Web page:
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A “Once in a Lifetime”: Opportunity for New.


 

                On Saturday, it was the final night for the 4-Weekers.  This meant final good-byes to friends and some, to camp until they have the opportunity to return as counselors in two summers.  Yet, Saturday night was also a big beginning for camp.  The tables of Robinson Hall, were set aside for the world premiere of “Once in a Lifetime” an original musical by our Drama Specialist, Tim Seston.

              The action took place in a camp not too different from our own.  Yet, mystery settled upon many of the campers as they woke up and found each other together in the same place, but from different pasts.  These pasts were not defined by different area codes, but places in time.  A hilarious line was delivered by John as all the campers revealed being born in the 80’s, 90’s and he pops out from stage right exclaiming “Then how am I alive?”

                John’s performance was exciting and over-the-top. A perfect attitude for his character, Teddy,who wishes that he could fly.  His was only one example of what Tim called ‘exaggerated roles’, in his directors notes.  It is of his philosophy that these roles are played out on stage, so that, we as audience can find pieces of ourselves up there; connecting us to the story.  There sure were a ‘motley crew’ of characters. Some were more boisterous, others curious about the situation, some wanted to blow it all off and just take a swim. There were evil counselors and aliens, surprises and songs. The collaboration was a goal and  highlight of the show.

           Nora had a particularly simple, yet connected performance as the shy girl Janet.  For her song, she walked downstage and approached the audience with a patience that is difficult to find in even the most experienced of performers.  There, she was joined in song with Kate and Shea; a nice soft melody about inclusion.  This theme revealed itself as the goal for the play and of the campers in it.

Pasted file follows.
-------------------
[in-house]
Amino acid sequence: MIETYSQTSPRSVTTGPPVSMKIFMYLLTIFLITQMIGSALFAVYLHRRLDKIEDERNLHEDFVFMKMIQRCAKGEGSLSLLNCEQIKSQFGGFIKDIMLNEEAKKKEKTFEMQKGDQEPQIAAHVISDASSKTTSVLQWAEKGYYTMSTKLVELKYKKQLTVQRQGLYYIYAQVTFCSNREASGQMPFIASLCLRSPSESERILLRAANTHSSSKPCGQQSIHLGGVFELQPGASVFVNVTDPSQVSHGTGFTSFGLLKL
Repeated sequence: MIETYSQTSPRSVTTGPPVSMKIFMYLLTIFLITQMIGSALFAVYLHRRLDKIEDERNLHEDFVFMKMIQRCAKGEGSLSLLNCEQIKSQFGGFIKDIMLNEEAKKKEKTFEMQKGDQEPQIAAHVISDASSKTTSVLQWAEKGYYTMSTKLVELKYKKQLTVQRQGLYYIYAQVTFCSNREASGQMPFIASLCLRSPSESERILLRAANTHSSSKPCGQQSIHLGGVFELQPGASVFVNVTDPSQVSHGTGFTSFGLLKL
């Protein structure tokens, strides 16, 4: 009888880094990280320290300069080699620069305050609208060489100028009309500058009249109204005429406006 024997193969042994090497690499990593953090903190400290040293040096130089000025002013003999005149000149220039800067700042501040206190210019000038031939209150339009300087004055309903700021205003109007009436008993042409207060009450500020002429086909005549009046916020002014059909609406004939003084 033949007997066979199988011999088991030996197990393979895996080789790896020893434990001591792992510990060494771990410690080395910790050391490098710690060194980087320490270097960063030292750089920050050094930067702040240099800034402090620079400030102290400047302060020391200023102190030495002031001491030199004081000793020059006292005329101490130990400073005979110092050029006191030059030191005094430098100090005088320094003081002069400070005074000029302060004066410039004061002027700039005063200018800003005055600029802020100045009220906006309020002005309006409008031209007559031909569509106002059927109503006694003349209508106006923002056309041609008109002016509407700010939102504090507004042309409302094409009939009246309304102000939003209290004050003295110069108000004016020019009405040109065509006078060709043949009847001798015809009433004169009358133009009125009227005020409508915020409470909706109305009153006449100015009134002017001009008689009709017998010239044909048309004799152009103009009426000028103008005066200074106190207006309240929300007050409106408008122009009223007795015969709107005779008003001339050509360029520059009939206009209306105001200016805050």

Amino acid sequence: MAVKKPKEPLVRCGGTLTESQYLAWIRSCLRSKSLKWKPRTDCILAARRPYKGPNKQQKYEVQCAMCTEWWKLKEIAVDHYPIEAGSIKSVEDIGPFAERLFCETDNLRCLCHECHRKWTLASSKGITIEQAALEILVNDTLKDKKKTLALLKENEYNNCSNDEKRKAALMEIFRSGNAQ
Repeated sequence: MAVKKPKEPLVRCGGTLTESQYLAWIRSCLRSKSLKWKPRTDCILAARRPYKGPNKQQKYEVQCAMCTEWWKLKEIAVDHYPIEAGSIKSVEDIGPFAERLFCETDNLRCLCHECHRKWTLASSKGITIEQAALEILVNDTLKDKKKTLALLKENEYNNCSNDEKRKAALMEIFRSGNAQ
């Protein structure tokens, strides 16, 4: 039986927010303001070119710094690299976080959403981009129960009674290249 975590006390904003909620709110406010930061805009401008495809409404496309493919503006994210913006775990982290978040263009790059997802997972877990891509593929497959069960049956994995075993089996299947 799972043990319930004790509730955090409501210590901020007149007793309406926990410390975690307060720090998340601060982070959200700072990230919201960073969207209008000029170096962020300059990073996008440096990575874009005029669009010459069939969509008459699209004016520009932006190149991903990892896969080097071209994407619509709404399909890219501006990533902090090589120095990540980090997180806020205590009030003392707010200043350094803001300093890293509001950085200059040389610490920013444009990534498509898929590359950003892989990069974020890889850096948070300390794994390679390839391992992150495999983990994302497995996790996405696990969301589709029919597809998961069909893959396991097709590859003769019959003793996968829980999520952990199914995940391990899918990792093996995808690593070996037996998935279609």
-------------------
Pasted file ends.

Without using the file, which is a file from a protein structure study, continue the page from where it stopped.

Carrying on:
All types of campers with plenty of different backgrounds were included into the performance, including Pok-O’s spirited and wheelchair capable camper Luke, who delivered his repeated line “I don’t care” with the comedic timing of a professional.   Representation was from each section and both sides of camp. Experienced performers sang along with newbies and it was hard to tell which was which. 
                John took on his first solo ever in a show which was his camp acting debut.  The song “The Zig-Zag Hiking Blues” was already a camp favorite by the time the show began and so this was a responsibility to be upheld by the 2nd year ADV camper.  By the audience’s reaction and participation, it is safe to say, he did very well.  When asked why he wanted to come out for the play he said, “I was intrigued because I wanted to learn more about what was going on. I was excited to perform.” 
                This play not only highlights a budding camp theatre program, but also the opportunity to try something new.  Why not? As John says, “you might just find out that it is your passion”. Upon that answer, he wasn’t sure if this would be his last time on stage and cited the upcoming Moonshiner event in the three-weeks. This also speaks to the upcoming “opportunity for new”, which is the arrival of our 3-week campers. That means, new friends, new relationships with old friends, new classes and new chances to get out of a comfort zone.  This seems to be a growing theme of the summer and shows that this camp is a safe and great place to try and try again, something new.
                Congratulations to all of the cast and crew.  The show was a wonderful experience and well-sung/ acted on all parts.  It would be a pleasure to see you all on stage again.

For more pictures, check out our online photo gallery.